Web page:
The Heart of the Matter

I’m going to write this next sentence like it was perfectly typical, but it is not.

A friend underwent quadruple bypass heart surgery and was discharged from the hospital, so my family went to his house with chicken and rice, salad and dessert.

Surreal is a good word to describe recent events. He was running twelve miles one day, and the next he was in line for angioplasty (a fail) before having his ribs cracked and pulled apart for emergency open heart surgery.

More words: incomprehensible…genetic predisposition…miracle recovery…the HEART.

I pretended to understand his near death experience. I audibly gasped. I sighed. I patted his hand and bobbed my head as I listened to him recant his amazing story.

I wanted to know what he planned to do with his life now that he had it back, but what came out was a statement rather than a question. I told him to ask God what He thought he should do. Of course, I was under the assumption that a catastrophic event would lead to some big “aha” moment; one where every thing once familiar in one’s life would suddenly be heightened or at least different somehow, right?

This assumption, undecidedly right or wrong, nagged me into the next day.

I reasoned. His personality probably wouldn’t change. I learned once that people’s predispositions don’t significantly change past the age of six.

I reasoned. His everyday life probably wouldn’t change. Once he recovers, he’ll have to perform all the same mundane activities we all do like washing dishes, and cleaning urine from around the bottom of the toilet bowl.

What would change? Something had to change! Okay. Maybe he’ll be thankful once he heals that he can wash a dish or a toilet again. Bah! That wouldn’t be enough. That would never be enough!

Then, because God was talking to me as much as him, I had an “aha” moment. God is skilled like that, you know. When our friend was hanging on a thread, hooked up to various tubes, he said there was only one thing that mattered.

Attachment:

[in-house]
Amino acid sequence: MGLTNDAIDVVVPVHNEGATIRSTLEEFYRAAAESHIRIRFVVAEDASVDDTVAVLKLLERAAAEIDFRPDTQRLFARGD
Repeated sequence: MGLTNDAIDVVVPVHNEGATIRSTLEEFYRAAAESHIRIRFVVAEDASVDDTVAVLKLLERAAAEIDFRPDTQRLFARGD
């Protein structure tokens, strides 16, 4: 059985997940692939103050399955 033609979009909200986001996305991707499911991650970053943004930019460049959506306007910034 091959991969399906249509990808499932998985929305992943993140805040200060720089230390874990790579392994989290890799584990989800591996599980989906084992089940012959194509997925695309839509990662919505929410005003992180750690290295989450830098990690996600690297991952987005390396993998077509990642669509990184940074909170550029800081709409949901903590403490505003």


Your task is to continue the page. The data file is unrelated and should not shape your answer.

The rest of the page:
His heart beat softly as tears welled up in his eyes.

He told us God said, I’m all you need.

So, his story boiled down to this? This was the heart of the matter? God is all we need??

Uhuh. I mean, aha! He is all we’ll ever need. Oh, and atypically, a good surgeon may be required to stitch your chest cavity back together around your re-routed heart.♥♥♥



  1. You know we think we’re invincible until something pierces our armour. Like surgery, or health problems, or finances, job loss. And surrendering all of this to God, is really the only way to get through it. Someone gave me a prayer blanket to cover me in the hospital after some serious surgery. I could feel the love of all the people that prayed, I felt warm, my pain was not so bad, I felt cared for. Like something other than me was in that room. It was the energy on that blanket and in essence that is God. This is a beautiful story, and I can totally relate. Thank you for this.

    • I agree with you that prayer IS palpable. The blanket you received is a much better idea than the strawberry shake we gave our friend😗

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